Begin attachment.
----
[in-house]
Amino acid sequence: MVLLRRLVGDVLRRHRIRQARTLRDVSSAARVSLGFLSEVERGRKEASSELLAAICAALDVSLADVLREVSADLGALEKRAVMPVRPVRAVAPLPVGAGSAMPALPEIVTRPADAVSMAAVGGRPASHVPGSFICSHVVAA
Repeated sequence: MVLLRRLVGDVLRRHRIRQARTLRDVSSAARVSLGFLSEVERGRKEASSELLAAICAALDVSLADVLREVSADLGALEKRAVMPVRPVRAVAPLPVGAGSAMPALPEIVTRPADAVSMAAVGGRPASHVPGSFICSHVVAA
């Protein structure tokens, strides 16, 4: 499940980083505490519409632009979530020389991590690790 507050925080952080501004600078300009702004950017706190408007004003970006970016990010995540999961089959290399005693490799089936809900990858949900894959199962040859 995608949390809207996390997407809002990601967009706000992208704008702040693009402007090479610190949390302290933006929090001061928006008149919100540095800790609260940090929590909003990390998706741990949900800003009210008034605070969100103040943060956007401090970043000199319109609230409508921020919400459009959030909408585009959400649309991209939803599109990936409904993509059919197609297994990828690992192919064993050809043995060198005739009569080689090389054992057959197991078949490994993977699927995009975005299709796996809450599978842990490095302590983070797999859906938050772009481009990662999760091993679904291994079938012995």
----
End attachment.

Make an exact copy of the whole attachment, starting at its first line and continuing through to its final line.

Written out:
[in-house]
Amino acid sequence: MVLLRRLVGDVLRRHRIRQARTLRDVSSAARVSLGFLSEVERGRKEASSELLAAICAALDVSLADVLREVSADLGALEKRAVMPVRPVRAVAPLPVGAGSAMPALPEIVTRPADAVSMAAVGGRPASHVPGSFICSHVVAA
Repeated sequence: MVLLRRLVGDVLRRHRIRQARTLRDVSSAARVSLGFLSEVERGRKEASSELLAAICAALDVSLADVLREVSADLGALEKRAVMPVRPVRAVAPLPVGAGSAMPALPEIVTRPADAVSMAAVGGRPASHVPGSFICSHVVAA
């Protein structure tokens, strides 16, 4: 499940980083505490519409632009979530020389991590690790 507050925080952080501004600078300009702004950017706190408007004003970006970016990010995540999961089959290399005693490799089936809900990858949900894959199962040859 995608949390809207996390997407809002990601967009706000992208704008702040693009402007090479610190949390302290933006929090001061928006008149919100540095800790609260940090929590909003990390998706741990949900800003009210008034605070969100103040943060956007401090970043000199319109609230409508921020919400459009959030909408585009959400649309991209939803599109990936409904993509059919197609297994990828690992192919064993050809043995060198005739009569080689090389054992057959197991078949490994993977699927995009975005299709796996809450599978842990490095302590983070797999859906938050772009481009990662999760091993679904291994079938012995």